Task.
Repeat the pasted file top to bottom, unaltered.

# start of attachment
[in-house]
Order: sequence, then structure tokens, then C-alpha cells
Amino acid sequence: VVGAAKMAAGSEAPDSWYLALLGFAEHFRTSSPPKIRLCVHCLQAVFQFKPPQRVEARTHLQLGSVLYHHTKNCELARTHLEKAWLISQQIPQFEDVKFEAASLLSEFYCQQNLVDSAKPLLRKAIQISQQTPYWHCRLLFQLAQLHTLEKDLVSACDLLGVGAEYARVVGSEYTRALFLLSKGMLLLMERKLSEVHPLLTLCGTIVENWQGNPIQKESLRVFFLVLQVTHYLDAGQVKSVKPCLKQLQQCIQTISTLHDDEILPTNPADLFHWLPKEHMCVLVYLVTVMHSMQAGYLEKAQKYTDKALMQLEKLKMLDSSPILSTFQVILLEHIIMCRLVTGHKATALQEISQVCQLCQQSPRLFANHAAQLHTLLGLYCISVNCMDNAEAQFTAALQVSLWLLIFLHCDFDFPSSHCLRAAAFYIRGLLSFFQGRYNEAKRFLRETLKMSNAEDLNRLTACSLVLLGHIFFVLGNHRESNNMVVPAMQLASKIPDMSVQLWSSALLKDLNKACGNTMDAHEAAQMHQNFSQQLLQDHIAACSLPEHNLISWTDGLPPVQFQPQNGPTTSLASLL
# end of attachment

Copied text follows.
[in-house]
Order: sequence, then structure tokens, then C-alpha cells
Amino acid sequence: VVGAAKMAAGSEAPDSWYLALLGFAEHFRTSSPPKIRLCVHCLQAVFQFKPPQRVEARTHLQLGSVLYHHTKNCELARTHLEKAWLISQQIPQFEDVKFEAASLLSEFYCQQNLVDSAKPLLRKAIQISQQTPYWHCRLLFQLAQLHTLEKDLVSACDLLGVGAEYARVVGSEYTRALFLLSKGMLLLMERKLSEVHPLLTLCGTIVENWQGNPIQKESLRVFFLVLQVTHYLDAGQVKSVKPCLKQLQQCIQTISTLHDDEILPTNPADLFHWLPKEHMCVLVYLVTVMHSMQAGYLEKAQKYTDKALMQLEKLKMLDSSPILSTFQVILLEHIIMCRLVTGHKATALQEISQVCQLCQQSPRLFANHAAQLHTLLGLYCISVNCMDNAEAQFTAALQVSLWLLIFLHCDFDFPSSHCLRAAAFYIRGLLSFFQGRYNEAKRFLRETLKMSNAEDLNRLTACSLVLLGHIFFVLGNHRESNNMVVPAMQLASKIPDMSVQLWSSALLKDLNKACGNTMDAHEAAQMHQNFSQQLLQDHIAACSLPEHNLISWTDGLPPVQFQPQNGPTTSLASLL